Whilst a lot of these patents disputes seem petty, If *I'd* invented something worth millions, I'd be unhappy if others were using it without paying for it, and I'd also be unhappy if I'd come up with a some clever software technique for my product only to be told I couldn't sell it because company X said that software technique was theirs and I couldn't use it.
Steve Ives wrote...
"Remind me again how Samsung seeking an injunction against the iPhone is an example of Apple being a 'bully' and 'control freak'?"
Samsung is reacting to being bullied by Apple who is desperately trying to keep competing Samsung (and other) products, off the market by means of litigation. Apple claims that their "intelectual property" has been stolen by the competition. From that vantage point Apple is the bully (and control freak) who started the fight, Samsung is attempting to give said bully a bloody-nose to make them go-away.
As far as I can see Apple hasn't sued RIM regarding their smart phones, they haven't sued MS regarding Windows Phone 7. They have applied for injunctions against Samsung because they believe that Samsung has copied their devices to such a degree as to cause confusion to the average person in the street. Why is this bullying?
If there was no case to answer then Samsung should just fight that battle in court and everyone would see the folly of Apple's case. The judiciary would smack Apple and levy a large fine for the misleading litigation and their repuation would be sullied.
Instead Samsung are trying every angle they can to throw FUD on the issue by trying to leverage FRAND patents. They really must be very unsure about their ability to defend the Apple charges.
I know its impossible for some people to comprehend here due to prejudice that used to be reserved for '70s sitcoms but consider that Apple might just be in the right.
We should support the innovators, not the mimics. Here's just one of the things Apple mimicked this year:
Samsung already have access to the source of a superior mobile OS. They have no use for iOS. Apple also have access to it. Reckon they'll mimic some more?
"Samsung are guilty of being lazy. Them calling for iPhone 4S source code is stupid, they probably want to steal that as well."
No, they're trying to show that Apple have utilised patented technology they're not licensed to use. It's in the article. Apple are calling for a copy of the license with the supplier to show they are covered already so don't need a separate license.
And why would Samsung need to steal Apple's source code for? Do you believe Samsung are planning on building iOS phones? Be a bit obvious, that one, don't you think?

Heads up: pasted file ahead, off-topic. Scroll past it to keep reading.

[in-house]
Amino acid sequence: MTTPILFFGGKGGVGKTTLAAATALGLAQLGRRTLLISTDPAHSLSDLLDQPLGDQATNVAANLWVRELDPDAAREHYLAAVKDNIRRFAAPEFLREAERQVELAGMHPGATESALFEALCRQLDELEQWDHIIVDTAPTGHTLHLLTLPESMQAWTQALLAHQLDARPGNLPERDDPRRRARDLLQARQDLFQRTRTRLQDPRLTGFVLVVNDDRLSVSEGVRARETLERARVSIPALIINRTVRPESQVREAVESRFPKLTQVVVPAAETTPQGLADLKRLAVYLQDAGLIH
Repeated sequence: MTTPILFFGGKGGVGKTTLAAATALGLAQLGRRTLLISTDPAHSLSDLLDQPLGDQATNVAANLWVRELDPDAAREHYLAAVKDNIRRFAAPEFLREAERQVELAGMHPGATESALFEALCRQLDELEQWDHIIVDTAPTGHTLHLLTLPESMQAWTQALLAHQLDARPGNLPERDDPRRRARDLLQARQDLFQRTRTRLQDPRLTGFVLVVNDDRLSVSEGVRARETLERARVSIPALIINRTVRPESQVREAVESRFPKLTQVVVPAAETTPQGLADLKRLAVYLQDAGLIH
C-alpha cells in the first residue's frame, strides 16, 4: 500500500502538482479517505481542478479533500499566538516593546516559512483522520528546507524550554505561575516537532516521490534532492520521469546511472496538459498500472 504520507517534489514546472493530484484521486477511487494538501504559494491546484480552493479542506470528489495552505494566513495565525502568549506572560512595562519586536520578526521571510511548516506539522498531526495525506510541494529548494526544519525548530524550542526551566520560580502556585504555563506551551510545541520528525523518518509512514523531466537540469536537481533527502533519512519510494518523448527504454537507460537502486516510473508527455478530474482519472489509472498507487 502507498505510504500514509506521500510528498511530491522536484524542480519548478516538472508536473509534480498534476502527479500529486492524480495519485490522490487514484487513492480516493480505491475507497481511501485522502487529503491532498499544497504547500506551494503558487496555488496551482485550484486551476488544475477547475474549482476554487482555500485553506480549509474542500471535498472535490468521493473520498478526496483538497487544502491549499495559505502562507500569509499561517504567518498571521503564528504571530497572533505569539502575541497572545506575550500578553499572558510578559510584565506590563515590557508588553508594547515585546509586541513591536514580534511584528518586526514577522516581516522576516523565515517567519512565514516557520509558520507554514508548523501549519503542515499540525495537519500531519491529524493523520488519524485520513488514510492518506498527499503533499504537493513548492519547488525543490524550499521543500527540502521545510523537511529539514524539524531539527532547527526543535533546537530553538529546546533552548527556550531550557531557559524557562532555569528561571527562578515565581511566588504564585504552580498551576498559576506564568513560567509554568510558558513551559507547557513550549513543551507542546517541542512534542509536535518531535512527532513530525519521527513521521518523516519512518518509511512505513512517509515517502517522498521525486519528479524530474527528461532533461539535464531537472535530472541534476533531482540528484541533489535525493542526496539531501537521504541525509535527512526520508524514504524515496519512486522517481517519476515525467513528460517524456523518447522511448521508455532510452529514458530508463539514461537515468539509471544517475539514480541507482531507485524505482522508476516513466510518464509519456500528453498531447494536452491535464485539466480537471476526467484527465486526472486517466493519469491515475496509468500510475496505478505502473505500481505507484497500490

I am quite sure that in Samsung's eyes fair and reasonable means a full cross licensing of all mobile patents. So yes they have to license them under fair and reasonable terms, it is just Apple is not willing to accept the fair and reasonable terms that Samsung is offering because it just wants to pay money and do a one way license deal while keeping it's patents all to it's self. Which way the courts go I don't know but to my mind Samsung's position seems pretty reasonable to me and until Apple pressed the nuclear button what everyone in the mobile business was doing which makes it a pretty strong precedent for what fair and reasonable means in this context.
"I pretty much doubt there were any patent claims against Apple from Samsung until Samsung were sued."
From what I read, Samsung had approached Apple about the FRAND license before all this litigation came up. They had to wait until Apple launched their latest phone before going to court as until that point Apple hadn't actually infringed on the patents.
I think this legal battle is a charade. They will officially finish it with an "agreement".
Doesn't Apple have a contract to buy "all" of Samsung's Flash chip production for several years? And isn't Apple also using Samsung as a foundry to build their SoC's (A4, A5, etc?). Buying flash elsewhere is possible but not without issues and moving chip production to another foundry's process is costly to say the least.
I think Apple is either trying to bully Samsung into negotiating a better deal for the future or they are both in this together - lots and lots of free publicity anyone?
Besides, if something is "banned", people get the urge to try to get it at any price. I didn't even know Galaxy Tab 10.1 existed before I read it was banned in Germany. The news made me want to buy a couple before they are banned across EU...
The Book Of Jobs says "I'm going to destroy Android, because it's a stolen product. I'm willing to go thermonuclear war on this."
The Holy book says so so rise up fanbois and destroy all Android products especially ones from Samsung and HTC! This is a Holy war. Our glorious leader has commanded it : "I will spend my last dying breath if I need to, and I will spend every penny of Apple's $40 billion [£25bn] in the bank, to right this wrong."
Steve Jobs by Walter Isaacson is available at from our Church (the iTunes Store)
No where did I leave my straight jacket lol!
'Cupertino obviously believes patent rights should be transferable, but that will depend on the contract Samsung has with Qualcomm, which is why Apple wants to see it.'
This isn't about patent rights being transferable, non-exclusive licenses generally aren't - this is about double dipping not being allowed because patents rights are exhaustable.